Jul 29, 2013, 12:05 AM EDT
The lasting influence of this year’s Gold Cup may be at an individual level While winning a confederation title will always be an honor to the players who made up the United States’ CONCACAF champions, the tournament came in the middle of a World Cup cycle. Not only did that mean many key players were rested, but it also placed the past two weeks’ results in the context of the States’ path to Brazil. Which players were improving their stocks was more discussed than the matches’ results.
That perspective wasn’t lost on the media post-match, a group who were quick to ask about Landon Donovan. After a tournament where the returning attacker was clearly the competition’s best player, there was a natural curiosity as to his status with the national team. Is he back in the fold, fully re-established after this winter’s sabbatical? Or will the U.S. continue to forge through qualifying without him.
You don’t have to be the U.S.’s most ardent fan to know the answer. If you’re playing well and fit what Klinsmann’s trying to accomplish, you’re going to be called in. And after raising his Most Valuable Players’ trophy after today’s victory, there’s no doubt Donovan’s both playing well and fits.
It’s absolutely normal that there’s a high probability that he joins us for the September games. It’s absolutely a non-discussion. But he also knows that it’s always the present. It’s always about today and tomorrow. He took that very well. He accepted that role. He swallowed a couple pills, which is normal.
Donovan’s biggest backers won’t want to see references to “pills,” taking things well, or anything short of a guarantee of a qualifying role. But beyond that loyalty-fueled perspective, this is as positive an outcome as Donovan could have hoped for from this tournament.
There are very few players Klinsmann would give a rosier prognosis than “high probability.” Maybe the Dempseys, Bradleys,and Howards of the world get some rope, but we saw what happened to Jozy Altidore last November. He international play waned, he ceased fitting what Klinsmann was trying to do, and he missed a call up. Nine months later Altidore seems like an obligatory call up, but his arc also shows how quickly things can change.
What if a player’s form dips? Or they get injured? Or other players step up, or there a specific tactical considerations that influence a callup? Along with this absence from previous qualifying teams, that’s where a player like Donovan goes from lock to high probability, and while other coaches may be more willing to give assurances, this is how Jurgen Klinsmann goes about his business. It’s not necessarily a bad thing.
Besides, any lingering conspiracies about Donovan being held out because of some personality conflict or internal rift were addressed by the player himself, reflecting on the process that led to his Gold Cup triumph:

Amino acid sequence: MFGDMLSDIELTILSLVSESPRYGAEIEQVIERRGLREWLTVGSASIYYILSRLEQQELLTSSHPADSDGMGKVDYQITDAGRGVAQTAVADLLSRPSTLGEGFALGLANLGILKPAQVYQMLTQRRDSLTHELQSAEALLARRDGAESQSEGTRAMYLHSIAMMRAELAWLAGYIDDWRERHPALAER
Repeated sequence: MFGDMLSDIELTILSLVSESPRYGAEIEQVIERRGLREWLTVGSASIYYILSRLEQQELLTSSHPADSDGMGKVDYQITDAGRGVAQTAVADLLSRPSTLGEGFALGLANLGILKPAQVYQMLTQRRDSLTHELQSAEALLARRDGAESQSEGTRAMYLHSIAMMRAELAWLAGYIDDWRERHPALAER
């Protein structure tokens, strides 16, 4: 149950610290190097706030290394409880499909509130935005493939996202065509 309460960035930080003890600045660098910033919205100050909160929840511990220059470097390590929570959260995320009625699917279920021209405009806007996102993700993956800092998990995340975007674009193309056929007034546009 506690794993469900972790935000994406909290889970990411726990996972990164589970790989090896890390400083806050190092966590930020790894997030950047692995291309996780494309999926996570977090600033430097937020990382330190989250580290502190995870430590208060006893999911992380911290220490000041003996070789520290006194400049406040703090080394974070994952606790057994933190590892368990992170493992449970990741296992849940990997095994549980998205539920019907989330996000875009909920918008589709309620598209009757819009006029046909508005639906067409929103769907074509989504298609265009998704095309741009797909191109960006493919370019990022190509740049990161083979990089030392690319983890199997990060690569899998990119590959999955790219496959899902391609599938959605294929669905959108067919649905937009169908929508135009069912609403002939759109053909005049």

I wasn’t in a place to contribute then … I wanted to come back and contribute, so it feels good to help.
Provided Donovan carries his Gold Cup form into the MLS’s second half, he’ll be called in come September. There doesn’t need to be a big sit down. There are no hatchets to bury. He’s a player in the pool, and when he warrants a spot, he gets it.
The more interesting consideration is what, exactly, that entails. The U.S. is at the top of their qualifying group, seemingly cruising to a spot in Brazil. While that doesn’t preclude Donovan claiming a spot in Klinsmann’s starting XI, it does hint there’s some competition. Something is working right now. There may be nothing to fix. In that picture, where would the Galaxy star fit in? And at what expense?
Some feel he’s best suited for an impact sub’s role. At least initially. Others obviously feel a player of his talent should go right into the team. If he does, does that mean Graham Zusi loses his spot? That was the dynamic that seemed to be in place last month, but now it’s worth wondering if Donovan would move Fabian Johnson to left back and take the left midfielder’s spot.
But also consider: Donovan was used exclusively as a supporting striker in the Gold Cup. While that may have been a function of the squad’s make up, did it also hint at what Klinsmann sees as Donovan’s best role? Be it as Clint Dempsey’s understudy or moving the team’s captain to another position?
As the cliché goes, these are all problems a coach would love to have. And as a credit to how far Donovan’s come in the last few months, they’re also the most pertinent questions surrounding his national team future. Though there’s still a chance he won’t be called into September’s qualifiers, all indications are he will be. Now the discussion shifts to how (and where) he fits.
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